Pachter: Please, no more scare talk

Instead of fearing frequent protests, everyone should be concerned about fair contracting

Steve Kelman’s April 2 column, “The return of the protest,” warns that the information technology community is in danger of returning to the “bad old days” of ubiquitous contract protests. But to what does Kelman attribute this ominous warning? He points to a bill introduced by Sen. Susan Collins (R-Maine) that would allow losing bidders to file protests regarding task orders in excess of $5 million under multiple-award contracts. 

The bill would implement a recommendation of the Acquisition Advisory Panel, which was created under the Services Acquisition Reform Act of 2003. The panel reviewed the history of one feature of procurement reform that Kelman referred to as a partnership model. Under that model, the government obligated one-third, or $108 billion, of its contracting dollars without competition in fiscal 2004. It awarded one-fourth, or $98 billion, noncompetitively in fiscal 2005.

Kelman trumpets the virtues of a free-market system, but the truth is that government procurement is not so laissez faire. Rather, it is a regulated market, with rules for the protection of taxpayers’ dollars that have no counterpart in a free market. Without effective oversight and review, the urge to cut corners and exhibit favoritism tends to take over. That statement does not impugn the integrity of government officials but instead simply acknowledges human nature. 

For many years, the Government Accountability Office has performed its oversight function effectively. GAO serves as a check on improper procurement practices while according great discretion to agencies in their contract awards. It upholds awards unless the protester demonstrates a prejudicial violation of statute or regulation or an award decision lacking a rational basis. Why, then, should anyone object to correcting improprieties?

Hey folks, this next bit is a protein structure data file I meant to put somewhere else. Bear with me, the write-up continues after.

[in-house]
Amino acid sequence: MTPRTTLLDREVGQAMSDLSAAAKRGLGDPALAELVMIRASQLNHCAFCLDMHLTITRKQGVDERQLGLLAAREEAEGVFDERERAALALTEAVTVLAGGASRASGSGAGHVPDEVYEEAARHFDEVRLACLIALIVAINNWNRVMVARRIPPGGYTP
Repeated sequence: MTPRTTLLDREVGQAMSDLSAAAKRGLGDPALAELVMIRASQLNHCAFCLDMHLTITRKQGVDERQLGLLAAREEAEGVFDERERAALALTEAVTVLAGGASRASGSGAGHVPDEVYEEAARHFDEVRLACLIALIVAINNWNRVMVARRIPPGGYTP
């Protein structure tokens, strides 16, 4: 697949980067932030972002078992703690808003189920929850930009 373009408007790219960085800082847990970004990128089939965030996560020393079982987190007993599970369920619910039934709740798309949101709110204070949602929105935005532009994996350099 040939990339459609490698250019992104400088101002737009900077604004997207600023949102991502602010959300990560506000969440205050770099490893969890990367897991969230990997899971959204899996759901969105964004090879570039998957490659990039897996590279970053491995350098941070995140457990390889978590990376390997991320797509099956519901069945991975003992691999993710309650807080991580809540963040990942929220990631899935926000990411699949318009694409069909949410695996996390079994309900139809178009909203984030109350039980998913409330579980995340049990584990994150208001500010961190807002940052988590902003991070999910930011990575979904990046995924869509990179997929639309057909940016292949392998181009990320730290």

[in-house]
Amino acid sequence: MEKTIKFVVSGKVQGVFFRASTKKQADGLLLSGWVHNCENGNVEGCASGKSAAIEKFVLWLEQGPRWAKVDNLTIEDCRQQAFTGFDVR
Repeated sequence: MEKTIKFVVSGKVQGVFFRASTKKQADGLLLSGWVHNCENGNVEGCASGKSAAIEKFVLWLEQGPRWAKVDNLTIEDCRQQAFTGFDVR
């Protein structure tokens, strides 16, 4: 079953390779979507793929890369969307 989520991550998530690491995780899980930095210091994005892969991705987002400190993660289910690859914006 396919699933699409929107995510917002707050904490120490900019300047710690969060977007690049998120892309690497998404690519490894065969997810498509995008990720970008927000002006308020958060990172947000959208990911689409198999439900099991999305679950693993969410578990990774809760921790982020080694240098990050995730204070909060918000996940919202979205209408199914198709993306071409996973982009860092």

GAO doesn’t review all procurement awards. It only looks at those that are protested. But the availability of the bid protest forum serves to remind government officials that they should follow the rules. The language of GAO’s decisions also serves as useful guidance for procurement officials. And by spreading the word on good procurement practices, those decisions play a significant role in improving the acquisition system. 

But what about delays, costs and inconvenience? The burden imposed by the protest process must be balanced against the need to protect taxpayer dollars from improper spending. The result fully justifies that burden. GAO is required by statute to issue bid protest decisions within 100 days. It can choose to ask for oral testimony, but it decides most cases based on the written record and does not hold a hearing. When hearings do occur, government witnesses are treated with respect and courtesy. Because they have already spent months developing the evaluation record, witnesses typically are well-prepared to explain that record to GAO.

Kelman is correct in saying that the best way for a contractor to win business is by satisfying government customers, not suing them. But when competitors have not been treated according to the rules, taxpayers are entitled to a safety valve that provides relief.

Pachter is a partner in Smith Pachter McWhorter, where he represents companies involved in contract litigation.



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